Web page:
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    I’m kindof wondering if the right way to think about this is not so much an issue of the number or size of packages that are dependencies, but the number of maintainers who are dependencies. Ultimately, whether two independent functions are part of the same package or two different ones maintained by the same person is a fairly shallow question. The micropackage approach is bad mainly in that it makes maintainership harder to understand.

    One thing I think both Elm and Go do right is that they don’t hide the maintainer’s name in the dependency; Go just does import by repository path, so you can tell by looking at your dependency list that e.g. all six of those packages are maintained by the same person. Elm denotes packages as user/repo; I’m not a fan of the fact that they tie their package manager to GitHub, but it at least doesn’t hide this.

    Almost every other language package manager does this wrong; when you do e.g. pip install foo, there is no indication whatsoever about who that package is coming from.

    With distro package managers like apt, it’s okay for these names to be unqualified since the whole repository is curated by the distro maintainers. But in the absence of curation maintainership should be explicit.

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      With distro package managers like apt, it’s okay for these names to be unqualified since the whole repository is curated by the distro maintainers.

      I would say this is a problem even for distro package managers, at least for “universe”-like repositories. It’s pretty common for a package to disappear from one version of Ubuntu / Debian to the next because the maintainer disappeared and no one else picked it up. That being said, I agree with you in general.

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        One thing about Go, you can use any Git host, not just GitHub, and it even works with Mercurial, SVN, etc.

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          [maybe it’s] not so much an issue of the number or size of packages that are dependencies, but the number of maintainers who are dependencies.

          I really like this idea. And it seems like something that would be very easy to add to existing package managers (e.g., changing the final output from installed X packages in Y seconds to installed X packages from Y authors in Z seconds.

          But I have a question: do you think the relevant number is the number of organizations that are maintainers or the number of (natural) persons who are maintainers? Your comment seemed to treat these as always being the same, but they are often (very) different. I can see arguments for either, so I’m interested in which you meant.

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            I think it makes sense to treat organizations as a single maintainer.

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          The problem with left pad had nothing to do with number or size of dependencies.id had only to do with a practise of depending on an external, unarchived, mutable code store not under your control for production builds.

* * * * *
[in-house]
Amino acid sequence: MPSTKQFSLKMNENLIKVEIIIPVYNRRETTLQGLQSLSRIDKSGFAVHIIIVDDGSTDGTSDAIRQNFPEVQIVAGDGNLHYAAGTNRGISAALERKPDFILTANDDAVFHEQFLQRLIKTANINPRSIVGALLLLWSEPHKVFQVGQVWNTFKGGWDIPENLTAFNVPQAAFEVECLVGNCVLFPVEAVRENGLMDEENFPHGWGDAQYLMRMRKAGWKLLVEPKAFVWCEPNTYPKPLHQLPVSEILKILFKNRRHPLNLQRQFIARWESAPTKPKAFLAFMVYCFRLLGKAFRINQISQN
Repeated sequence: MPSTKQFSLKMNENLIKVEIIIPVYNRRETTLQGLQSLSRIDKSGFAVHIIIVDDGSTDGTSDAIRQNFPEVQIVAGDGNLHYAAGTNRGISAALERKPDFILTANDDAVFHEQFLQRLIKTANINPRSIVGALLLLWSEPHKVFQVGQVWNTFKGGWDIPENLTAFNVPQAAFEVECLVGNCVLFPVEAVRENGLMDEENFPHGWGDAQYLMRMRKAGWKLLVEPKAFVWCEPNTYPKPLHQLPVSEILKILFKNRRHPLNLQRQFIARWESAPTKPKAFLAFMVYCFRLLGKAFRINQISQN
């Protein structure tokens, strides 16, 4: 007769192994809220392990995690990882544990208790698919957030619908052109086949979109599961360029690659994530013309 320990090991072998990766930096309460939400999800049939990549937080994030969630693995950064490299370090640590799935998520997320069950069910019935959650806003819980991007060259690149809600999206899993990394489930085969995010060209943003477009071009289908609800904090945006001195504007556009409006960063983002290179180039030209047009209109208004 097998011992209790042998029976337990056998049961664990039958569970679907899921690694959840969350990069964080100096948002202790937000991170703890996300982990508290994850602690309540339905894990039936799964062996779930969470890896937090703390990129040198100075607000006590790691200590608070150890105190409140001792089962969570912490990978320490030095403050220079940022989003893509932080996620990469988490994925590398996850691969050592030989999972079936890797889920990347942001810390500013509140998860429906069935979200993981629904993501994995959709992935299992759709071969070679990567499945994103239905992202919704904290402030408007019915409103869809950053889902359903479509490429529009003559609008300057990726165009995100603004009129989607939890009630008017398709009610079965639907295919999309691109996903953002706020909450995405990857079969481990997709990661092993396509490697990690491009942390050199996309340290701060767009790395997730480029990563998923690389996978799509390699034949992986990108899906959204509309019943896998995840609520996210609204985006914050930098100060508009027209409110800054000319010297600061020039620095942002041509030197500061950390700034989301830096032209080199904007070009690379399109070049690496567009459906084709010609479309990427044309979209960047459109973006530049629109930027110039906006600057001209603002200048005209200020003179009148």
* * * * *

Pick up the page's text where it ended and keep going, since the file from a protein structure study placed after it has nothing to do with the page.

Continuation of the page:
If you have a local copy of left-pad, everything works fine.

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            The left-pad fiasco served to illuminate two problems endemic to modern popular programming culture (besides the issue that packages could be retracted, which was a technical issue and has been fixed):

            • A mind-boggling amount of packages (eventually) depend on what’s essentially a very trivial feature that definitely would normally be better placed in the standard library, or defined in packages as a custom helper method. A library’s size doesn’t increase meaningfully by defining it themselves (and perhaps even inlining it).
            • Nobody knew that they even had that dependency (transitively). i.e., people were relying on code without being aware. That’s not a good thing, however you slice it.
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              I do not agree with either of these points.

              No code is better off duplicated everywhere rather than being shared. Being in a “standard library” vs a “package” is splitting hairs.

              My programs all depend on lots of things I’m not fully aware of. Common OS components, CA stores, firmwares, and yes the dependencies of my dependencies. Not having to put every piece of the computer into my head in order to get some work done is the while point of abstraction.

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                No code is better off duplicated everywhere rather than being shared.

                Code needs to be maintained. Code you rely on can be updated in incompatible ways, can break due to external factors, can have security problems etc. And it can fall unmaintained. If you rely on a piece of code you don’t understand and it breaks, you’ll still have to fix it. Overly generic libraries are often bloated and offer more than you need, and this can get in the way. You might be relying heavily on a fringe feature of the library which nobody else is using but which is important to you.